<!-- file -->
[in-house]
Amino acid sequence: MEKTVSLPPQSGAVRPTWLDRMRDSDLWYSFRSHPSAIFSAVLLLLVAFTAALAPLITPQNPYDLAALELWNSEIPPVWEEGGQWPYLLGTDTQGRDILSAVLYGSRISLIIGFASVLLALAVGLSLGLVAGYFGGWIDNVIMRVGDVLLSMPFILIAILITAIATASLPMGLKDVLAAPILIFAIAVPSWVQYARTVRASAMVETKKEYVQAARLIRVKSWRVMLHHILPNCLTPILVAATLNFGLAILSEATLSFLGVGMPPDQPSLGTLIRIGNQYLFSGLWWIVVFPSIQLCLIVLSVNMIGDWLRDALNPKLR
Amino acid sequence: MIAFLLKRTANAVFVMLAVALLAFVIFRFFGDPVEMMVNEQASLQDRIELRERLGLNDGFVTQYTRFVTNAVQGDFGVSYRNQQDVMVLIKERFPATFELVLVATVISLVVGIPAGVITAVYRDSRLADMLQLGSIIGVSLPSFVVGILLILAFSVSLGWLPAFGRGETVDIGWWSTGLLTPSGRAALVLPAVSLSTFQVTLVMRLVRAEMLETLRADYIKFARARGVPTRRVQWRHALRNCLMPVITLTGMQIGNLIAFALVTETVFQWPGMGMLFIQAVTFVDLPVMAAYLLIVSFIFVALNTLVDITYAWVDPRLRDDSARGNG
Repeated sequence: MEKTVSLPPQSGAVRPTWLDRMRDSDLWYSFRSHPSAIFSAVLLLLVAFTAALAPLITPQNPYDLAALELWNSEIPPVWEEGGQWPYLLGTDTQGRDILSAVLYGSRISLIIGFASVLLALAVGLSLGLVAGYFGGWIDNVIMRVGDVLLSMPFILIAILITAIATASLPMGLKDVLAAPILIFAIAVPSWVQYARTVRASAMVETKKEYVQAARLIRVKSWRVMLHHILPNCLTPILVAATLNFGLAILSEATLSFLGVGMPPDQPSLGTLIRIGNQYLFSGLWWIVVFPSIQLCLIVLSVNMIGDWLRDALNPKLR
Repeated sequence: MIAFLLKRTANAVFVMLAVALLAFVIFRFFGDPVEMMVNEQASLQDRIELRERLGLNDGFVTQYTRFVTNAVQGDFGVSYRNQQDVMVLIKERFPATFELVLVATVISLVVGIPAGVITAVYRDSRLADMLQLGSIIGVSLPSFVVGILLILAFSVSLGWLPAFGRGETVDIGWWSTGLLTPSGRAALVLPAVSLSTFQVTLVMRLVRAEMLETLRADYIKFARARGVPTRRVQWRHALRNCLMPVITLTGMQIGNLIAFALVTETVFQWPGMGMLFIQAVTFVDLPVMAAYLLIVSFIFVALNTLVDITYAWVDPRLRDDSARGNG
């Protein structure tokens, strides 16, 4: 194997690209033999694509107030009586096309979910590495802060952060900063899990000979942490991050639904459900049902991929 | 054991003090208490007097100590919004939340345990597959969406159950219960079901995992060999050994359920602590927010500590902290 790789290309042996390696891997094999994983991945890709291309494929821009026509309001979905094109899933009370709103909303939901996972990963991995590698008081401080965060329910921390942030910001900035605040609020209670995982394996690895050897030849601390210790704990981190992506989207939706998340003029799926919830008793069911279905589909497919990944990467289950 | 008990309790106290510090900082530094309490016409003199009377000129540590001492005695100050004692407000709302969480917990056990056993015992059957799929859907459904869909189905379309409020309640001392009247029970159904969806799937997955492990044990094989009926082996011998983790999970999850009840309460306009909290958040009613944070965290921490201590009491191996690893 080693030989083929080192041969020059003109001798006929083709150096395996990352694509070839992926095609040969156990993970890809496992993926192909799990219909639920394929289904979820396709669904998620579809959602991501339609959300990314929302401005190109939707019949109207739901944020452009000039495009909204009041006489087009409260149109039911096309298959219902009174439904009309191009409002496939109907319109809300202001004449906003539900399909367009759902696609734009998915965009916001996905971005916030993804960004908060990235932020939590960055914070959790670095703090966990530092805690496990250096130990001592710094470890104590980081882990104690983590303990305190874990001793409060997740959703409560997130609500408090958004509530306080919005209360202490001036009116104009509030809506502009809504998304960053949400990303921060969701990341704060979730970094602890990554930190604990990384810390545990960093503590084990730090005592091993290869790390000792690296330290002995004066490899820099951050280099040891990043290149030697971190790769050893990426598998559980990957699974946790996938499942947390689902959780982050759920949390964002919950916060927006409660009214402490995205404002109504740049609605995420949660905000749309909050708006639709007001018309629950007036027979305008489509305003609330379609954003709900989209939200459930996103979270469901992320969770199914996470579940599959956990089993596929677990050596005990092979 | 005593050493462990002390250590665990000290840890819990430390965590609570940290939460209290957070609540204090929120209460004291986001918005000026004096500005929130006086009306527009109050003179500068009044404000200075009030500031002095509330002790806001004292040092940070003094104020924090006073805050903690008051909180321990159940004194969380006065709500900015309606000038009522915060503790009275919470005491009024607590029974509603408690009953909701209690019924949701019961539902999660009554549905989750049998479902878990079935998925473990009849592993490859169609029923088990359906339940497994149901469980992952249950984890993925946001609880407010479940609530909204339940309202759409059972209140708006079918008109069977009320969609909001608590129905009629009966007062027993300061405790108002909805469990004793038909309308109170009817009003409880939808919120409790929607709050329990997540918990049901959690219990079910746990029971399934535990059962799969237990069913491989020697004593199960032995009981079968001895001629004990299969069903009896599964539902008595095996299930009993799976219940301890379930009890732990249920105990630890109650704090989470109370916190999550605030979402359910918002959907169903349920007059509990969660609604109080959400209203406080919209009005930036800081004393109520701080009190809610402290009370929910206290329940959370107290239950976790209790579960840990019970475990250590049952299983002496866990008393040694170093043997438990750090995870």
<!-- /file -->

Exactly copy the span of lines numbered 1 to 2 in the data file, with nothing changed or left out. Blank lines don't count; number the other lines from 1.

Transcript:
[in-house]
Amino acid sequence: MEKTVSLPPQSGAVRPTWLDRMRDSDLWYSFRSHPSAIFSAVLLLLVAFTAALAPLITPQNPYDLAALELWNSEIPPVWEEGGQWPYLLGTDTQGRDILSAVLYGSRISLIIGFASVLLALAVGLSLGLVAGYFGGWIDNVIMRVGDVLLSMPFILIAILITAIATASLPMGLKDVLAAPILIFAIAVPSWVQYARTVRASAMVETKKEYVQAARLIRVKSWRVMLHHILPNCLTPILVAATLNFGLAILSEATLSFLGVGMPPDQPSLGTLIRIGNQYLFSGLWWIVVFPSIQLCLIVLSVNMIGDWLRDALNPKLR